Self-Care: An Act of Love (and what this really means)

Self-Care: An Act of Love (and what this really means)

Self-care has been one of those buzz words you’ve likely seen floating around for quite some time, typically accompanied by images of leisurely baths, hot stone massages, or soulful yoga classes. It’s an idea that gets thrown around like confetti. And while those practices can absolutely be incorporated into our lives and welcomed as self-care, I would like to make one thing quite clear, they are not where the train stops.

So, then, what does self-care really mean?

To help us dive into this trending practice, let’s take a look at another word: Ahimsa. Ahimsa is a yogic term, and one of the 5 yamas (moral observances) found in the 8 limb path of yoga. It translates to the non-harming of all creatures, by land, air, and sea. It’s a principle encouraged in many yoga classes as a way of living and being. Now, you may be asking yourself, “So what does this have to do with self-care?” Well, quite a bit actually.

I’ve recently been discussing the observance of ahimsa with my yoga students. As it stands, most people would agree that non-harming, or non-violence seems obvious. We tell our kids, “don’t hit” and “be kind”. The majority have heard the saying, “Do unto others, as you would have them do unto you”, or are at least familiar with the Golden Rule: treat others as you wish to be treated. But what if we were to take non-harming to an even deeper level?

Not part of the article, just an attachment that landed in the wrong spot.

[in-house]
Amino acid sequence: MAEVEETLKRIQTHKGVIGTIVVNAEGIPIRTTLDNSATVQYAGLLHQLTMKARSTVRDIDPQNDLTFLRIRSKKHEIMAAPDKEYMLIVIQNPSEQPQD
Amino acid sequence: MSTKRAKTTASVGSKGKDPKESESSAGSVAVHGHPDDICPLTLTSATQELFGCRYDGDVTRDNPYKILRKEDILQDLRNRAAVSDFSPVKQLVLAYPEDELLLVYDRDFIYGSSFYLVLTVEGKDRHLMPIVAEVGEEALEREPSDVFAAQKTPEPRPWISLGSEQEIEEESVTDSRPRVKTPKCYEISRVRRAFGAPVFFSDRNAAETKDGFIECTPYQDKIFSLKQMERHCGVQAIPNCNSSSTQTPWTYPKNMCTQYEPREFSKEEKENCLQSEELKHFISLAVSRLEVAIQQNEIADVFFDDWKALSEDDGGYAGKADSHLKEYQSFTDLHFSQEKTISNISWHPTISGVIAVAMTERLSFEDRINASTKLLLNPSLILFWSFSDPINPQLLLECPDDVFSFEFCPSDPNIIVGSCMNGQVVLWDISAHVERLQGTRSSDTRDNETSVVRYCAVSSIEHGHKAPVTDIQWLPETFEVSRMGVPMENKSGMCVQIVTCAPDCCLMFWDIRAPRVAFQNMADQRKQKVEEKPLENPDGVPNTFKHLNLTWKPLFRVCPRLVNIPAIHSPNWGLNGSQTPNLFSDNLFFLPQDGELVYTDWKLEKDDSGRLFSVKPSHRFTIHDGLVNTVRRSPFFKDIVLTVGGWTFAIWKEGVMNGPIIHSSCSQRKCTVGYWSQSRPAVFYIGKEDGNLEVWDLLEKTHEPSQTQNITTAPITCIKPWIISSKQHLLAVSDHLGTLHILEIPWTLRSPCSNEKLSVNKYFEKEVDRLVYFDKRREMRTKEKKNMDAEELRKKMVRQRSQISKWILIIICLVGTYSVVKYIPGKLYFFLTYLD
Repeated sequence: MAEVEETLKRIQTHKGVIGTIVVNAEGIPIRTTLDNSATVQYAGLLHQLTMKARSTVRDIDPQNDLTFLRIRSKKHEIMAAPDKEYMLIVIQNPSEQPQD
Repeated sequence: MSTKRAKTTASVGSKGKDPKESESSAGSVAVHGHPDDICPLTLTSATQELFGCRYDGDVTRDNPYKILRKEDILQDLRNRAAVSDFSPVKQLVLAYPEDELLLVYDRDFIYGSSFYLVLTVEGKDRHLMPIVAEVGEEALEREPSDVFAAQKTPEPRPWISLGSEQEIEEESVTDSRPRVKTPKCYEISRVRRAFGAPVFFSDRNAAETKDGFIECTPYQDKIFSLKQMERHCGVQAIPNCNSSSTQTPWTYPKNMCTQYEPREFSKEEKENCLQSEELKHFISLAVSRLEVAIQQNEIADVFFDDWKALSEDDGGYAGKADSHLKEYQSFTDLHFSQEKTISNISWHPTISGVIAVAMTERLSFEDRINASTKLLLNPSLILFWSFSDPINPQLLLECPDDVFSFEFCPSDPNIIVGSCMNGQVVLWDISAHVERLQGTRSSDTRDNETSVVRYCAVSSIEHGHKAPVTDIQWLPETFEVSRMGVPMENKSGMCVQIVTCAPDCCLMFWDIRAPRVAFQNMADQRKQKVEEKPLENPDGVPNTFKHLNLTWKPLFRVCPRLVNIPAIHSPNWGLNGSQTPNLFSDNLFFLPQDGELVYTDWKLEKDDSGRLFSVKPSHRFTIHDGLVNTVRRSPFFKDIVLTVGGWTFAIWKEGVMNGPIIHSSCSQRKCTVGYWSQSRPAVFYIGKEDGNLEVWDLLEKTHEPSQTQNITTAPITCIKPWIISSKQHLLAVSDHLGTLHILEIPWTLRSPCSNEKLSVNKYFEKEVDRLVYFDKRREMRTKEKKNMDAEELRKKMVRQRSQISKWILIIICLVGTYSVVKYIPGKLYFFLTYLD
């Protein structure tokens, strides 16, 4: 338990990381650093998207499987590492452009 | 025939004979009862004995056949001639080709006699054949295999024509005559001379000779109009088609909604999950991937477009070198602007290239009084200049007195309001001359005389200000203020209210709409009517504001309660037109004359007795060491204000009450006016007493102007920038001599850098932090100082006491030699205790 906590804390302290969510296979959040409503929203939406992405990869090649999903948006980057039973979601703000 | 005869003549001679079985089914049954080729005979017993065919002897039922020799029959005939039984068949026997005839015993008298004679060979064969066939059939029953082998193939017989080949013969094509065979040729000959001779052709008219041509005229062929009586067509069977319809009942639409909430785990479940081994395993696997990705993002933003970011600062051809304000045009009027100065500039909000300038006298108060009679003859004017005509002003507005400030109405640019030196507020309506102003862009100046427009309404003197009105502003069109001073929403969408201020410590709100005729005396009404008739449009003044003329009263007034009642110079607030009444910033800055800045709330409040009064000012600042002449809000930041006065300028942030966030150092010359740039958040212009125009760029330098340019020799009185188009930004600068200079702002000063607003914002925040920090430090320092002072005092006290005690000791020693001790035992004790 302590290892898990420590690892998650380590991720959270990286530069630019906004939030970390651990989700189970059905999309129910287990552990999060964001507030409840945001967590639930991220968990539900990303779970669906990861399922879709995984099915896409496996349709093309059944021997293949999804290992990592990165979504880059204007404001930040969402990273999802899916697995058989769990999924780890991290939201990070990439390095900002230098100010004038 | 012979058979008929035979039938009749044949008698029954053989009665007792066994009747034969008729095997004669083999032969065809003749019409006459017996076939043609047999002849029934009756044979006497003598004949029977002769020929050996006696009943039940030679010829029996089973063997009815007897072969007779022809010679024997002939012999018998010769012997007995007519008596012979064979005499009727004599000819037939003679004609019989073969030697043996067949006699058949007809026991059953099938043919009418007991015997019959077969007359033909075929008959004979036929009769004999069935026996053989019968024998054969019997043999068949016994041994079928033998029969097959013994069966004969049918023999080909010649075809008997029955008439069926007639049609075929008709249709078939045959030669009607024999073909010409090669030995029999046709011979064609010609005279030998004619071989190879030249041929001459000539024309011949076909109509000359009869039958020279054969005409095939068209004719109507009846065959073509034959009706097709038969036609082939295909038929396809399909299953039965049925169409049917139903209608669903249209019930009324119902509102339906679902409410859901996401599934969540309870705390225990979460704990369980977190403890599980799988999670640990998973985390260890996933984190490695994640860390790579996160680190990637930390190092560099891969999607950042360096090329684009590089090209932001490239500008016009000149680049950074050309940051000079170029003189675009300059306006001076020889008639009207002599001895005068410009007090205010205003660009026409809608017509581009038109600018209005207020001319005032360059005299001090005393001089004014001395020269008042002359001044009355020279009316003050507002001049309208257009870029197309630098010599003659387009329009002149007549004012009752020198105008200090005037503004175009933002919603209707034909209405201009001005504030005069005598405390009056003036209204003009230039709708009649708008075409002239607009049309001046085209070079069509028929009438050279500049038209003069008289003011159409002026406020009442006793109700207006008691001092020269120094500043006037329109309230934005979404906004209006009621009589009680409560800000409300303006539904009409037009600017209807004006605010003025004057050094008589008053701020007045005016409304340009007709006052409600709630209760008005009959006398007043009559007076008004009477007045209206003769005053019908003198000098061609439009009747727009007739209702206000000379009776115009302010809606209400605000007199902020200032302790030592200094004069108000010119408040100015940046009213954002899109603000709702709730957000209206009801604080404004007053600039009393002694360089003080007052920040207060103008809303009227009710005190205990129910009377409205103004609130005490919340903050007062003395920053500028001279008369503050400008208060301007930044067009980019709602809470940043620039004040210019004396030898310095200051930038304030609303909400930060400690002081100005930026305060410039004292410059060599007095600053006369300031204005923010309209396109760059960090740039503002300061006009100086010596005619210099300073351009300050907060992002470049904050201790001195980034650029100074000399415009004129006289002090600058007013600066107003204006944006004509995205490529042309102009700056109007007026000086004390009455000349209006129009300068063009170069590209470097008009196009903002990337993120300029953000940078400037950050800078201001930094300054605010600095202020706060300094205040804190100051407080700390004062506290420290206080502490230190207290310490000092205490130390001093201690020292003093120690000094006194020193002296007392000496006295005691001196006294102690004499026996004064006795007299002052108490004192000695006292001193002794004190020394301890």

Self-care, compassion, non-suffering… you can shape this idea into many forms. At the heart of self-care lies deep, soul care. It filters beyond the surface, beyond the primping and beautification of our bodies. At times it will look like setting boundaries, learning to say no, or doing the inner work of healing our wounds. It may even invite us to lean into the darkness of our discomfort to help us discover new depths of love and care in ways unfamiliar. Hopefully it teaches us how to suffer less; how to extend ourselves the same level of compassion that we so readily offer up to those around us. Self-care may look like grace or softness. It may look like saying no to bullshit, standing in your truth, and becoming an advocate for your own personal peace and well-being.

There is nothing wrong with a day at the spa or treating yourself to an afternoon of kid-free adventure with your best friend. Pamper yourself and learn to do it and love it without guilt! But also keep in mind that true self-care works at a level unseen to the eye. If you take that yoga class, allow yourself to be there for more than the deep stretch. Use it as a tool to cultivate mindful awareness. Use it as an experience to connect with Source. Use it as a time to let down your guard and feel into the deep well of emotional stirrings.

Give yourself full permission to explore the multi-faceted layers of this hot topic. Commit yourself to a regular practice of self-care using any and all of the tools available to you, because when it comes right down to it, self-care is ultimately an act of true love for your tender heart.

Love Junkie

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